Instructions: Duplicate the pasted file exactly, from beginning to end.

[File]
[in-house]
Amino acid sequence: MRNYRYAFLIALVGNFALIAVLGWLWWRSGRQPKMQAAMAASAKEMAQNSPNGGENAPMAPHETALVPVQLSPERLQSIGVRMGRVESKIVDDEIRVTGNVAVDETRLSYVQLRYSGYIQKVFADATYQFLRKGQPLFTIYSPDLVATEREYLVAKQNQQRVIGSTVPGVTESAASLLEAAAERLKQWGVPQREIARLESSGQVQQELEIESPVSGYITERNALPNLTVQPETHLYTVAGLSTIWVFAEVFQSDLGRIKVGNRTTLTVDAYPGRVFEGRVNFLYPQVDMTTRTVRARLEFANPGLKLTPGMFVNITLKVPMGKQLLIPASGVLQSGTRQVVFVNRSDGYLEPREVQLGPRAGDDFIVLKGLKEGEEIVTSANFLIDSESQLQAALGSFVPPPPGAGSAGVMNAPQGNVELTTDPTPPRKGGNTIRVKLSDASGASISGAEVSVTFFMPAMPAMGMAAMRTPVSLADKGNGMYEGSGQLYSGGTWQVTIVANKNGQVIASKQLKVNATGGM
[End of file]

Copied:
[in-house]
Amino acid sequence: MRNYRYAFLIALVGNFALIAVLGWLWWRSGRQPKMQAAMAASAKEMAQNSPNGGENAPMAPHETALVPVQLSPERLQSIGVRMGRVESKIVDDEIRVTGNVAVDETRLSYVQLRYSGYIQKVFADATYQFLRKGQPLFTIYSPDLVATEREYLVAKQNQQRVIGSTVPGVTESAASLLEAAAERLKQWGVPQREIARLESSGQVQQELEIESPVSGYITERNALPNLTVQPETHLYTVAGLSTIWVFAEVFQSDLGRIKVGNRTTLTVDAYPGRVFEGRVNFLYPQVDMTTRTVRARLEFANPGLKLTPGMFVNITLKVPMGKQLLIPASGVLQSGTRQVVFVNRSDGYLEPREVQLGPRAGDDFIVLKGLKEGEEIVTSANFLIDSESQLQAALGSFVPPPPGAGSAGVMNAPQGNVELTTDPTPPRKGGNTIRVKLSDASGASISGAEVSVTFFMPAMPAMGMAAMRTPVSLADKGNGMYEGSGQLYSGGTWQVTIVANKNGQVIASKQLKVNATGGM